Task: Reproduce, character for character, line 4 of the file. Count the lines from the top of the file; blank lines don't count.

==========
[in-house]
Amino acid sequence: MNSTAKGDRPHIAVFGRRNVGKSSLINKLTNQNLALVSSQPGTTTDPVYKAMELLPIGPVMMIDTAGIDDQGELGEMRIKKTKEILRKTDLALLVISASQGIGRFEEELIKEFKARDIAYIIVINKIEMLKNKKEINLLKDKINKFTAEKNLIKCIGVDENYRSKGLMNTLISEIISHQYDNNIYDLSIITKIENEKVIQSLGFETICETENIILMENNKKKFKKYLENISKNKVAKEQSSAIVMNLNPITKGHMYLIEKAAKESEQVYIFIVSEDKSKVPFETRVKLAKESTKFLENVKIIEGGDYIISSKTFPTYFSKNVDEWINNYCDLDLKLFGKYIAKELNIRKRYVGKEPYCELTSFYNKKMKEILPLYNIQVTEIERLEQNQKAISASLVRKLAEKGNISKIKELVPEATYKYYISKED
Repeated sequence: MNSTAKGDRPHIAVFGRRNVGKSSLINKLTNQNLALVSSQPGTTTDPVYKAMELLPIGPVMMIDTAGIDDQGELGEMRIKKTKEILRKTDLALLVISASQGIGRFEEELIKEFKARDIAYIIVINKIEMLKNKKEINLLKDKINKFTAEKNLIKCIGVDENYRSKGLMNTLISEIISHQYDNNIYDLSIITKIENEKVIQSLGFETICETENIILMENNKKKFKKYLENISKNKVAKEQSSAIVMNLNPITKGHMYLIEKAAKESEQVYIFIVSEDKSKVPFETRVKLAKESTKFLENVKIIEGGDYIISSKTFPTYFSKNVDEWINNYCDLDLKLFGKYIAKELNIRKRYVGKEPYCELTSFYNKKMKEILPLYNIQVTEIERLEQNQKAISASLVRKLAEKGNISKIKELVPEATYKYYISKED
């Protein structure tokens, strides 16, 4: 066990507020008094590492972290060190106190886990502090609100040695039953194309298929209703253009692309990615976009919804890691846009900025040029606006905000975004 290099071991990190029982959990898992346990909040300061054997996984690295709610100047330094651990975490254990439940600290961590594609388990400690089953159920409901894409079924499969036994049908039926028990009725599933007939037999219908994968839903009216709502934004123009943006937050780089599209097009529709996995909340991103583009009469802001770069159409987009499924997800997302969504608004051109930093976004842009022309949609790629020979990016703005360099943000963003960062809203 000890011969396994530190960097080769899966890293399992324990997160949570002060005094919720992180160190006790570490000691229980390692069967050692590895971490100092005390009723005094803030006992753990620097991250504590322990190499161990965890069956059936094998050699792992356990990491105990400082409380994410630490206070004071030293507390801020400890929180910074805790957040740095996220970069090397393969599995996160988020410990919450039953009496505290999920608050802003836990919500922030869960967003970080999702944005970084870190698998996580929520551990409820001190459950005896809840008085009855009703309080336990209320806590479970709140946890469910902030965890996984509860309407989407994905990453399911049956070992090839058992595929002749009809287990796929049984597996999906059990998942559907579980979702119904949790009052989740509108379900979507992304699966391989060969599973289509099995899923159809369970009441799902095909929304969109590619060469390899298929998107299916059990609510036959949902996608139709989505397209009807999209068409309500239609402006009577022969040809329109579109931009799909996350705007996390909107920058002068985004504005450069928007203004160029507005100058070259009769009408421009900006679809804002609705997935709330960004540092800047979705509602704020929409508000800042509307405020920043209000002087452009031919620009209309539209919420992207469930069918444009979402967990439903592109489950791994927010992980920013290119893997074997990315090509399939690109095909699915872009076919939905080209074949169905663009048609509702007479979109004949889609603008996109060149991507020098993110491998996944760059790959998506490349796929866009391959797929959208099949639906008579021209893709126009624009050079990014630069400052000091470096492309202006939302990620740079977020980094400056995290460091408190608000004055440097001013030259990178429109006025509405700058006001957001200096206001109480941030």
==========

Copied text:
């Protein structure tokens, strides 16, 4: 066990507020008094590492972290060190106190886990502090609100040695039953194309298929209703253009692309990615976009919804890691846009900025040029606006905000975004 290099071991990190029982959990898992346990909040300061054997996984690295709610100047330094651990975490254990439940600290961590594609388990400690089953159920409901894409079924499969036994049908039926028990009725599933007939037999219908994968839903009216709502934004123009943006937050780089599209097009529709996995909340991103583009009469802001770069159409987009499924997800997302969504608004051109930093976004842009022309949609790629020979990016703005360099943000963003960062809203 000890011969396994530190960097080769899966890293399992324990997160949570002060005094919720992180160190006790570490000691229980390692069967050692590895971490100092005390009723005094803030006992753990620097991250504590322990190499161990965890069956059936094998050699792992356990990491105990400082409380994410630490206070004071030293507390801020400890929180910074805790957040740095996220970069090397393969599995996160988020410990919450039953009496505290999920608050802003836990919500922030869960967003970080999702944005970084870190698998996580929520551990409820001190459950005896809840008085009855009703309080336990209320806590479970709140946890469910902030965890996984509860309407989407994905990453399911049956070992090839058992595929002749009809287990796929049984597996999906059990998942559907579980979702119904949790009052989740509108379900979507992304699966391989060969599973289509099995899923159809369970009441799902095909929304969109590619060469390899298929998107299916059990609510036959949902996608139709989505397209009807999209068409309500239609402006009577022969040809329109579109931009799909996350705007996390909107920058002068985004504005450069928007203004160029507005100058070259009769009408421009900006679809804002609705997935709330960004540092800047979705509602704020929409508000800042509307405020920043209000002087452009031919620009209309539209919420992207469930069918444009979402967990439903592109489950791994927010992980920013290119893997074997990315090509399939690109095909699915872009076919939905080209074949169905663009048609509702007479979109004949889609603008996109060149991507020098993110491998996944760059790959998506490349796929866009391959797929959208099949639906008579021209893709126009624009050079990014630069400052000091470096492309202006939302990620740079977020980094400056995290460091408190608000004055440097001013030259990178429109006025509405700058006001957001200096206001109480941030």